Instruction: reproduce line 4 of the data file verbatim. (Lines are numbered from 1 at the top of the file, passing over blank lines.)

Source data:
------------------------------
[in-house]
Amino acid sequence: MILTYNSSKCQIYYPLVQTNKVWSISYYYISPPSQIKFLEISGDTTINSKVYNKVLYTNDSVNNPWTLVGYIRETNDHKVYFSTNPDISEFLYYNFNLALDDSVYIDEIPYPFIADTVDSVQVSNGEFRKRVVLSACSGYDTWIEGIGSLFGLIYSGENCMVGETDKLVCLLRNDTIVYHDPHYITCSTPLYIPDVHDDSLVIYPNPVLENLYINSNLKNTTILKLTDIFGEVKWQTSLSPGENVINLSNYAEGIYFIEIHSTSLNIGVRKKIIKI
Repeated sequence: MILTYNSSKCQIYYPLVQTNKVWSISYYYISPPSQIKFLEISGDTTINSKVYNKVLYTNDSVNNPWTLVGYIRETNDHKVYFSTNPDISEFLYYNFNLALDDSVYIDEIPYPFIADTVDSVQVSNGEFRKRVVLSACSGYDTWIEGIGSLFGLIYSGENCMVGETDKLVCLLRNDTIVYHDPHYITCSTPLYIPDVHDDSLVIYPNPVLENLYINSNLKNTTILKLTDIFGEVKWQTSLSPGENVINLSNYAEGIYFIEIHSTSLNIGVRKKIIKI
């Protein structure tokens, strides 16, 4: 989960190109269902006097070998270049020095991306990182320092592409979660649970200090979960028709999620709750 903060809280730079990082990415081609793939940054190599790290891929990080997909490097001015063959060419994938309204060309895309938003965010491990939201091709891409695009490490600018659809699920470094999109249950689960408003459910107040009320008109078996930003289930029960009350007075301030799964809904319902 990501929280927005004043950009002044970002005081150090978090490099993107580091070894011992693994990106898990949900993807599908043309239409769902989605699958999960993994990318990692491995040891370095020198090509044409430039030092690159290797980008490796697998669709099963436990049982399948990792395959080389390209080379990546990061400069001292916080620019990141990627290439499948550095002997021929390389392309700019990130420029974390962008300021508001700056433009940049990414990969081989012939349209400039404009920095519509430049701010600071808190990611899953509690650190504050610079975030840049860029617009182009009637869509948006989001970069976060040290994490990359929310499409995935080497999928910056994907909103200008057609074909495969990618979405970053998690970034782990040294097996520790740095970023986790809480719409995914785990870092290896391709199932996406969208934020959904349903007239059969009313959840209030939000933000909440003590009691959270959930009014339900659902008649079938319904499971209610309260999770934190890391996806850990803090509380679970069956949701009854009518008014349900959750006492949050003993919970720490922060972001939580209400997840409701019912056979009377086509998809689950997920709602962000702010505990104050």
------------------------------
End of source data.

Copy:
């Protein structure tokens, strides 16, 4: 989960190109269902006097070998270049020095991306990182320092592409979660649970200090979960028709999620709750 903060809280730079990082990415081609793939940054190599790290891929990080997909490097001015063959060419994938309204060309895309938003965010491990939201091709891409695009490490600018659809699920470094999109249950689960408003459910107040009320008109078996930003289930029960009350007075301030799964809904319902 990501929280927005004043950009002044970002005081150090978090490099993107580091070894011992693994990106898990949900993807599908043309239409769902989605699958999960993994990318990692491995040891370095020198090509044409430039030092690159290797980008490796697998669709099963436990049982399948990792395959080389390209080379990546990061400069001292916080620019990141990627290439499948550095002997021929390389392309700019990130420029974390962008300021508001700056433009940049990414990969081989012939349209400039404009920095519509430049701010600071808190990611899953509690650190504050610079975030840049860029617009182009009637869509948006989001970069976060040290994490990359929310499409995935080497999928910056994907909103200008057609074909495969990618979405970053998690970034782990040294097996520790740095970023986790809480719409995914785990870092290896391709199932996406969208934020959904349903007239059969009313959840209030939000933000909440003590009691959270959930009014339900659902008649079938319904499971209610309260999770934190890391996806850990803090509380679970069956949701009854009518008014349900959750006492949050003993919970720490922060972001939580209400997840409701019912056979009377086509998809689950997920709602962000702010505990104050």